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Japan Supports Infectious Disease Prevention in the Northern Region

2007-09-05 15:32:59
This article has been read 699 times.

The Japanese government on Tuesday announced a one-million U.S dollars (GH¢ 930,000) grant to support infectious diseases prevention for children in Ghana. Mr. Masamichi Ishikawa, Japan's Ambassador to Ghana, at a press conference in Accra said the support was particularly for the control of malaria in deprived communities.

He explained that the grant would be used to purchase 135,000 long lasting insecticide treated nets for children and pregnant women in the Upper West, Upper East, Central and Northern Regions.

The support would also facilitate the conveyance of the nets to the four regions, net distributions to pregnant women and children and for monitoring of the use of the nets.

Mr. Ishikawa said the Japanese government was committed to support Ghana's effort in malaria prevention and noted that the priority placed on the reduction of child mortality was in Japan's official development assistance to Ghana.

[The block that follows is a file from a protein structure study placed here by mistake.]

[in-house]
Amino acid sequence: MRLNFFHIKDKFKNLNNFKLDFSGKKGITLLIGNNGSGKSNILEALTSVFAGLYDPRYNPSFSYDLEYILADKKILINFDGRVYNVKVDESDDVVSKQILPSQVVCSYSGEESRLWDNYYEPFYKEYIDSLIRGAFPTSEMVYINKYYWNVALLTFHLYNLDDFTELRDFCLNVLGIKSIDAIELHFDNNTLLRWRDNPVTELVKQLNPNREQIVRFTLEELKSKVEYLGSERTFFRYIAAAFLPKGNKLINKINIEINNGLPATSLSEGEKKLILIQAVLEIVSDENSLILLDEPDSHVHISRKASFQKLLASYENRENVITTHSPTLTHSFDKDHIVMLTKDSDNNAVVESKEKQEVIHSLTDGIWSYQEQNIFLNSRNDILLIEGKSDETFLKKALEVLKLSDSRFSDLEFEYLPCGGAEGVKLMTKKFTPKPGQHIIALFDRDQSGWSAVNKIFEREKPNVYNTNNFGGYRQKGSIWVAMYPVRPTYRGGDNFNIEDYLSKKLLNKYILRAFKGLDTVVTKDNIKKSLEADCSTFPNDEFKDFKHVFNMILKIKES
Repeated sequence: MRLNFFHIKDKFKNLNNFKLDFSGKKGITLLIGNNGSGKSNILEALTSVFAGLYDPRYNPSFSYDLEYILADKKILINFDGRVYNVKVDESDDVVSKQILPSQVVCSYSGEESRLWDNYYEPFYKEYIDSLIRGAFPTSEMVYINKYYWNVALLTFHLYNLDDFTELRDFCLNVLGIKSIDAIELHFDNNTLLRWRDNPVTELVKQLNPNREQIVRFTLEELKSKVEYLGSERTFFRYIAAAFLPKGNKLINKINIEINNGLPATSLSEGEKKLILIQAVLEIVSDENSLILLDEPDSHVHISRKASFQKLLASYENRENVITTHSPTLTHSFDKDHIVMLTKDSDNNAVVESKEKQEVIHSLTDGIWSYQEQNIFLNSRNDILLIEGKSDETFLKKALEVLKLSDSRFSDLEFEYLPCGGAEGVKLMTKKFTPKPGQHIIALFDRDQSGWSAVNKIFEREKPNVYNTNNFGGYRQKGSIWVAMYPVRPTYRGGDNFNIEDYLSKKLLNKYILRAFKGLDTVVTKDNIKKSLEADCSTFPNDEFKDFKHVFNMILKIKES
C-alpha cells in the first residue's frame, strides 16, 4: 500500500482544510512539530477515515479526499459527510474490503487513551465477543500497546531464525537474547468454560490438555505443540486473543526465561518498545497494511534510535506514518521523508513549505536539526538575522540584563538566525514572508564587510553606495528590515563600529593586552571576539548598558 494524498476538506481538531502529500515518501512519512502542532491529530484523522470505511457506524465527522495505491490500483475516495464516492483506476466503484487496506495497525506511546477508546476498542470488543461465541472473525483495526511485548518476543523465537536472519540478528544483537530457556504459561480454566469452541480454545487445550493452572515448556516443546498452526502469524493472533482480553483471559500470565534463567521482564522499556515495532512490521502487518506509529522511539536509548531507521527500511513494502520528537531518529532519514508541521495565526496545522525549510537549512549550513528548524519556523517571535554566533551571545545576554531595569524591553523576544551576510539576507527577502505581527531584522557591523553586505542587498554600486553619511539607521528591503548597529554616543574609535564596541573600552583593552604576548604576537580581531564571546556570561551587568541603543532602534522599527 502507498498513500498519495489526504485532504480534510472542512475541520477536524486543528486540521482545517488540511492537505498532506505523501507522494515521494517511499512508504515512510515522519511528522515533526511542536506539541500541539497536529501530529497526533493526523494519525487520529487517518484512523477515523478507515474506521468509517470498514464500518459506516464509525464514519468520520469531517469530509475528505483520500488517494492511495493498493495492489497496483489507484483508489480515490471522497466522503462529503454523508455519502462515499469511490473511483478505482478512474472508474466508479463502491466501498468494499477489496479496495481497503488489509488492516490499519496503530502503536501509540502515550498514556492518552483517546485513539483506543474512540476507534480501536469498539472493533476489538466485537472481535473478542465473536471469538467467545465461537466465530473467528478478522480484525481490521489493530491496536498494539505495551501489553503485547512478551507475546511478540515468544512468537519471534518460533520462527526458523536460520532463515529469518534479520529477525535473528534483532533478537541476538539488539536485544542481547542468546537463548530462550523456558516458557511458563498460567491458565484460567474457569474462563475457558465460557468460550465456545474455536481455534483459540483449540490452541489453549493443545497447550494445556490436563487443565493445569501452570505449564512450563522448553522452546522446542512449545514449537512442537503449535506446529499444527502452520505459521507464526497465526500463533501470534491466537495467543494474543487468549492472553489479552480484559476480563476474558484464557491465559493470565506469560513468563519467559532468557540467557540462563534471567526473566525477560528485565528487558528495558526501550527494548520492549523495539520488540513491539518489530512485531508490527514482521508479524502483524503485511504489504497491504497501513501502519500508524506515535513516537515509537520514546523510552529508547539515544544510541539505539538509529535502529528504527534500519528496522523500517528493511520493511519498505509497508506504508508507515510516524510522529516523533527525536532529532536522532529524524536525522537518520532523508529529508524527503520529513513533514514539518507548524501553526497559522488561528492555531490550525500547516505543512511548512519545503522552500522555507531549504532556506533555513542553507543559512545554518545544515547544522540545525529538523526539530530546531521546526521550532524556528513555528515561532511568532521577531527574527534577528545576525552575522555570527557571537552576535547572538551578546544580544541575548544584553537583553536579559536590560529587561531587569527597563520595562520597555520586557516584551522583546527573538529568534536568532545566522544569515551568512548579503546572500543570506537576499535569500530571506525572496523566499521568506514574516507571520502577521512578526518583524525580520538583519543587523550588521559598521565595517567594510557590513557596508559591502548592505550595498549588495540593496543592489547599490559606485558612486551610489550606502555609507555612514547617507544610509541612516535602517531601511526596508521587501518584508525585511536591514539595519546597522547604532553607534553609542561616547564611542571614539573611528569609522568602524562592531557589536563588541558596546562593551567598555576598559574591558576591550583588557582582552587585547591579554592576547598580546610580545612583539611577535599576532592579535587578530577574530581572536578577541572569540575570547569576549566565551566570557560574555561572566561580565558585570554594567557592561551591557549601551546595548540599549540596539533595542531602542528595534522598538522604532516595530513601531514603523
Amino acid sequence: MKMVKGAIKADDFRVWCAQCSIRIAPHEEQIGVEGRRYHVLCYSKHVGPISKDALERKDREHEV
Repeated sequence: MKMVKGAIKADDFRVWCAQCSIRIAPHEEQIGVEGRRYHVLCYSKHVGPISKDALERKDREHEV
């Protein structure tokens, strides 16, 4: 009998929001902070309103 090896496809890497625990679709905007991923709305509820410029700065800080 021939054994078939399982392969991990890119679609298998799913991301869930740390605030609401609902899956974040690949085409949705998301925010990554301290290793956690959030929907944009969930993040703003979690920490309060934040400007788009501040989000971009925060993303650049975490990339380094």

He expressed concern that malaria remained the most significant cause of death, accounting for 22 percent of children who die before the age of five and commended the United Nations Children Fund (UNICEF) for sustaining the vigour towards reduction of malaria in Ghana.

Dr. Yasmin Ali Haque, UNICEF Representative in Ghana, said malaria continued to be a major contributor to prevailing poverty and low productivity in Ghana and accounted for one-quarter of all deaths in children under the age of five.

"The proper use of insecticide treated nets can save many lives if children and pregnant women sleep under them regularly," she said and explained that part of the funds would be used to support awareness raising and social mobilization to encourage the proper use of nets.

Dr. Haque said it was important to educate people that malaria was not caused by eating too much oily food or mangoes but transmitted by certain types of mosquito and strongly advocated the need to sleep under the bed nets to be protected from malaria.

She said the nets would be distributed in November this year as part of activities to mark the Integrated Maternal and Child Health campaign initiated by the Ministry of Health.

Dr. Haque noted that the campaign would not only provide life-saving bed nets to young children and pregnant women but would also provide oral polio vaccine, vitamin A supplements and de-worming medication.

Dr (Mrs) Gladys Ashitey, Deputy Minister of Health received the official signed documents for the grants.

Source: joyFM

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